Andy Laties on Kurt Schwitters & Dada Interpreting Ursonate
Lynn Book, Andy Laties and Jeff Beer interpreting Ursonate by Kurt Schwitters at Cabaret Voltaire, Chicago 1988
by artist: Andy Laties
“In 2002 I was once again in crisis. I started writing a memoir to try figure out what had gotten me into such trouble, and I guess I was looking for an escape hatch too. This essay is an excerpt from the manuscript that was finally whittled down to my book, “Rebel Bookseller: How To Improvise Your Own Indie Store And Beat Back The Chains.” The essay was written rapidly, and I didn’t do proper fact-checking–I certainly wouldn’t trust it on art-historical issues. At the time I didn’t know about Nam June Paik’s performances of “Ursonate” in the early 60s, or the influence of 19th century Romanian-Jewish culture on Tristan Tzara’s invention of dada. But, for what it’s worth, here’s a slice.”
– Andy Laties, 2009, for Artist Organized Art
The following is excerpted from the Essay “Interpreting Ursonate” by Andy Laties:
…Theatrical performance demands a willingness and capacity to abandon personal identity: to place oneself at the service of the script. But every performer, in practice, produces a unique performance. Authors sometimes revolt against these arbitrary outcomes. Most authors do not attempt to rein in the performers and directors who decide to produce their scripts: it’s impractical, at best, and counterproductive as well, leading generally to simple non-presentation of the work. Some, though, like Samuel Beckett, are fanatically precise and performances are strictly regulated and prescriptive…
Andy Laties interpreting Ursonate by Kurt Schwitters Chicago, 1988
…Schwitters was an oddball even for a Dada. He wasn’t actually admitted to the Club Dada. As I found out later, he showed up in Berlin in 1918 to demand admittance to the Club, and George Grosz opened his door to find Schwitters standing there. Schwitters said, “I am Kurt Schwitters and I’ve come to join the Club Dada.” Grosz said “This is not the Club Dada,” and slammed the door. Schwitters knocked on the door again. Grosz opened. Schwitters said, “I am not Schwitters,” turned around and left.
Schwitters then formed his own art movement, which he called Merz. He was the only member…
…I learned afterward that Schwitters had developed Ursonate over a period of 10 years, between 1922 and 1932, and then spent the rest of his life performing it throughout Europe. The Peter Froelich show exactly followed a program Schwitters had presented in London in 1945. Schwitters had published extremely exacting specifications for how the Ursonate was to be performed. The rights to all performance were strictly controlled by his son, who generally refused permission to anyone requesting to perform the piece, on the basis of these strict performance specifications. That is: the piece had really been written for sole, solo performance by its author. A performance like the Peter Froelich one, which essentially channeled Kurt Schwitters, was acceptable, but only this approach would be permitted by the family.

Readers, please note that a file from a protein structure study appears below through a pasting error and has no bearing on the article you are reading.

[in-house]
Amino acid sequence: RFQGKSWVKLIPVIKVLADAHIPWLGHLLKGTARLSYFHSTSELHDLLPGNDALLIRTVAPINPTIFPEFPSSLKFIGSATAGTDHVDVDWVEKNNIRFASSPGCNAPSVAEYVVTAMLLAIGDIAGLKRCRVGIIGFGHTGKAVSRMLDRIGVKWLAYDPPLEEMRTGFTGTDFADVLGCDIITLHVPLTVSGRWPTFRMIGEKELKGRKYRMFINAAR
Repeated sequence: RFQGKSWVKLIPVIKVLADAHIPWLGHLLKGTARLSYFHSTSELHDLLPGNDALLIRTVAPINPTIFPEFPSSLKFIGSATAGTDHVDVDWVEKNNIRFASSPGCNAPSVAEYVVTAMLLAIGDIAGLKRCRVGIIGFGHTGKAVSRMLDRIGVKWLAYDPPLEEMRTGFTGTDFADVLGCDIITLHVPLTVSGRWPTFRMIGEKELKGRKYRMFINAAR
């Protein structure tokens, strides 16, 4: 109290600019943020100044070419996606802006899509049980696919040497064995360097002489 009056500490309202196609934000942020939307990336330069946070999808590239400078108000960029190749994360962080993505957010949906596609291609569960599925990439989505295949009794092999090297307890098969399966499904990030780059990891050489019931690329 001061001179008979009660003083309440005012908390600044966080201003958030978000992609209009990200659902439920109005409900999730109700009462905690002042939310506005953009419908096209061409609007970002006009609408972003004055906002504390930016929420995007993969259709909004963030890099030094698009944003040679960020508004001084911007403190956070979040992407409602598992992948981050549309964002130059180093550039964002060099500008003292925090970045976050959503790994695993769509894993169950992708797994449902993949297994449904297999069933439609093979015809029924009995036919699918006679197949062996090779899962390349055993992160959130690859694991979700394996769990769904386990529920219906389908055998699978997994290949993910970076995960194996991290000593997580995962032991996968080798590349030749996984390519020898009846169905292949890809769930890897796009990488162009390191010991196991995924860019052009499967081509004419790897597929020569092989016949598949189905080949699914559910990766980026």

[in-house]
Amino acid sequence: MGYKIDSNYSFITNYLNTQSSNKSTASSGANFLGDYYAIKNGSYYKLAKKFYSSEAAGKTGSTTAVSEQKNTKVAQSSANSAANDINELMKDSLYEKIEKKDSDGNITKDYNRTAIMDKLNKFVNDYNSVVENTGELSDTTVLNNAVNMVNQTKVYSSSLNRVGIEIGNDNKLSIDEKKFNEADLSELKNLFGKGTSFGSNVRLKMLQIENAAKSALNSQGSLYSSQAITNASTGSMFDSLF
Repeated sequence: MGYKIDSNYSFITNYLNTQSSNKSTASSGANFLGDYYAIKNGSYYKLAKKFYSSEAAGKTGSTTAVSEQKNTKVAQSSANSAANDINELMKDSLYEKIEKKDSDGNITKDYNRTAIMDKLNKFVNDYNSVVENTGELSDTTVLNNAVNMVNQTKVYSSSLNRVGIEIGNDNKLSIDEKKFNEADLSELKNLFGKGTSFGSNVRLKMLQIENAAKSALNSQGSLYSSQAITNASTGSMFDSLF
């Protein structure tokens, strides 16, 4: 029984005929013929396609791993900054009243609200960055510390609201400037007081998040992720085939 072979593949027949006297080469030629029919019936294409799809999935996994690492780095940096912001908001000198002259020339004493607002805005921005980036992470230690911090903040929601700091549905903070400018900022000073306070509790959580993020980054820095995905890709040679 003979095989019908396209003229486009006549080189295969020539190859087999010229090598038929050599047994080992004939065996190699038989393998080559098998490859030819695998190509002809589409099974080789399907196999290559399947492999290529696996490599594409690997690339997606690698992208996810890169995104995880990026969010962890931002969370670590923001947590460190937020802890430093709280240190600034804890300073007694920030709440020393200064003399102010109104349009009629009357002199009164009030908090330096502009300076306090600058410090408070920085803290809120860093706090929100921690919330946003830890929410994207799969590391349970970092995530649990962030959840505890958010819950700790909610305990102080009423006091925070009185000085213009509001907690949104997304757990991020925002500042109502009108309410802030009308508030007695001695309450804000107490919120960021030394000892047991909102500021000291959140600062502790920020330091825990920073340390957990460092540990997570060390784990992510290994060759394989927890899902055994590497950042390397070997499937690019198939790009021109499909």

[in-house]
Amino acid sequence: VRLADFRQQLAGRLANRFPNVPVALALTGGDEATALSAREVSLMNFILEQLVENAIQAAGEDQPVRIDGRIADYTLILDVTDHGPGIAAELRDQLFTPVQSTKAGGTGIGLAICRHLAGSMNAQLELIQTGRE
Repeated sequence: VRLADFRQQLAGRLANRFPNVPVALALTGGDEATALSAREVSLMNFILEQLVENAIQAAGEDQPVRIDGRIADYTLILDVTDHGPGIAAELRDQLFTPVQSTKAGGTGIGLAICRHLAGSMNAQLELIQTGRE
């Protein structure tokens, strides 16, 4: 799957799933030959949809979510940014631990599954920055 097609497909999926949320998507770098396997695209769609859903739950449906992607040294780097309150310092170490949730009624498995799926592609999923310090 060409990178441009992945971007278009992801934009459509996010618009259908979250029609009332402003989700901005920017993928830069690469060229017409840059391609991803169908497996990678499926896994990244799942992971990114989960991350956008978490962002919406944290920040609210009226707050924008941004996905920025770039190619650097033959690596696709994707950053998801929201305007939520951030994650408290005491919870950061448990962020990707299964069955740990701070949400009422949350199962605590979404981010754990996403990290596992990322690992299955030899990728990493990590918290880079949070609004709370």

A year after the Froelich performance, when I was living in Chicago, I received a letter from my high school newspaper editor friend, Laura Kelsey. She was spending the year in Munich. I wrote back, asking her if she could check in the library there for any copies of Kurt Schwitters’ poetry. I didn’t know if Ursonate was in print, but I did know it wasn’t available in the United States; nothing by him was.
She sent me a complete xeroxed text of Ursonate” she’d found Schwitters’ collected works in three volumes in a public library.
It wasn’t until four years later, in 1984, that I actually did anything with Ursonate. Working as a children’s theatre actor and improvisor–and as a jazz musician with several bands and under a number of teachers–had helped me learn how to inject my own ideas into any text, even ones like Ursonate with no coherent linguistic meaning. That is, I was interested in using Ursonate for my own purposes: as a framework for expressing my own ideas; as a templ
ate for the integration of jazz improvisation and theatre improvisation.
My friend and musical partner Rob Metrick was running a Time Arts performance series at Chicago Filmmakers. I asked him if he could put me on his schedule to do a performance of Ursonate, and he finagled this.
Lynn Book and Andy Laties interpreting Ursonate by Kurt Schwitters Chicago, 1988
Ursonate was written as a solo performance piece. But I developed an arrangement for five performers: three voices and two musicians. Art Institute of Chicago instructor Lynn Book, Chicago Chamber Orchestra cellist (and classically trained vocalist) Philip Hart Helzer, and I handled vocals. Professional jazz musicians Johnsee Holt and Jeff Beer played guitar, percussion and trumpet. We arranged for Rob to rent three Dada Films: Anemic Cinema by Marcel Duchamp, Ghosts Before Breakfast by Hans Richter, and Emak Bakia by Man Ray. We planned to extend the Ursonate evening by interspersing free-jazz improvisations accompanying these films.
Brenda Webb, the founder of Chicago Filmmakers, decided to call the program “Evening of the Bearded Heart,” after a famous program at the original Cabaret Voltaire in Zurich in 1916…
…The show was a huge success. We had a standing room only crowd, and we repeated the program a month later with similar overflowing attendance. The most exciting thing was that after the first show, a distinguished gentleman emerged from the audience and introduced himself as Dr. Hans-Jurgen Kienast – a friend of Richard Huelsenbeck, who was one of the founders of the Dada movement.
Dr. Kienast asked me a provocative question: Why had Dada become popular, now, in America? I wrote him this letter a week later (looking back of I understand there was a lot I didn’t know about Dada’s history in America; still I present this letter unedited to show my thinking in 1984, at age 25):